Court boost for crime gene idea

July 5, 1996

A university researcher has claimed victory for his theory that criminal behaviour is due to a genetic disorder after an Australian appeal court quashed a custodial sentence on a 15-year-old girl.

Melvyn Wall, PhD supervisor in the department of postgraduate education at the University of West Australia, argues that the majority of recidivist crime has its origins in a genetically based and preventable disorder.

He claims his research is backed by North American medical studies which show that children diagnosed as having attention deficit hyperactivity disorder are more likely to have a genetic defect than normal children.

Dr Wall is to take his theories to Chicago and the United Kingdom later this year.

The judiciary and the courts in Australia are, says Dr Wall, ahead of world leaders in recognising the disorder as a mental illness for which offenders need treatment, which if given earlier might have prevented their crimes. He believes it is only academic criminologists who disagree with the theory.

Dr Wall's controversial view has been given a huge boost by the Australian court of appeal's acceptance of his diagnosis in quashing a custodial sentence.

The appeal court judges said that had the 15-year-old convicted criminal been referred for diagnosis earlier she would "most likely" not have been involved (in crime), says Dr Wall.

In the next issue of the Journal of Crime Prevention of Australia, Dr Wall will differentiate between two types of delinquency.

The first type, "Life-course-persistent delinquents" are those with severe and early onset attention deficit hyperactivity disorder recorded from age three years or even younger, who if not treated may persist in a lifelong career in crime.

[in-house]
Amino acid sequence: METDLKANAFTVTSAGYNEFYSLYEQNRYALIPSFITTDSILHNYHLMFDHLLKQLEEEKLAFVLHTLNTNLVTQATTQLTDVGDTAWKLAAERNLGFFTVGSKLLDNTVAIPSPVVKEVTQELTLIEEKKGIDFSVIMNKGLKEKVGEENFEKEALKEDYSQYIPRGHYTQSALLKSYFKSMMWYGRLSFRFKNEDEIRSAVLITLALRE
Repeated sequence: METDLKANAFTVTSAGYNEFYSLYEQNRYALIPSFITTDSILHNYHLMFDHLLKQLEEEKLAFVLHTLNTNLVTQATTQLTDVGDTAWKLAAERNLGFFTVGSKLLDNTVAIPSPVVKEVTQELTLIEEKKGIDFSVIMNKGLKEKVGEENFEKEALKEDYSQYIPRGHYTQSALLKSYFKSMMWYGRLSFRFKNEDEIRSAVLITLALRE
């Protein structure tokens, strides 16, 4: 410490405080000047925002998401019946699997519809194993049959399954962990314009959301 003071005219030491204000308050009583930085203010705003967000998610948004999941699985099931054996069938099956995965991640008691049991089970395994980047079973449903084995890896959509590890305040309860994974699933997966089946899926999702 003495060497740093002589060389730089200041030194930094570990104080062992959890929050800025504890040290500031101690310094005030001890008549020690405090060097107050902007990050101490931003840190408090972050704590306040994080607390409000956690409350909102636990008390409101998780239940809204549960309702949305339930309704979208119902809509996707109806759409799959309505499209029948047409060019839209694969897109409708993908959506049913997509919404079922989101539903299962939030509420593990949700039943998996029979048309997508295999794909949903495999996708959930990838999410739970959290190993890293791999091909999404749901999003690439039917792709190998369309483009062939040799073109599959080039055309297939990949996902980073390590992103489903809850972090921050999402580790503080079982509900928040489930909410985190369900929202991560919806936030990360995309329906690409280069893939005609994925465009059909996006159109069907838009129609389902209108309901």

The second type are "adolescence-limited delinquents", who do not have the disorder, whose delinquency peaks at about 18 years, followed by a marked decline.

Dr Wall began appearing early last year as an expert witness in criminal cases involving juveniles affected by the disorder. Following the first of his cases, after a judge had initially sentenced a juvenile to nine months custody on serious theft and assault charges, the court of appeal allowed his diagnosis to be a mitigating factor in quashing the sentence.

Dr Wall said he believed his trial evidence and the judgment set a precedent in Australia, and in half a dozen cases following this one his expert argument has not been challenged.

Dr Wall plans to visit the UK in November to talk to British academics and doctors after delivering a paper at a conference in Chicago.

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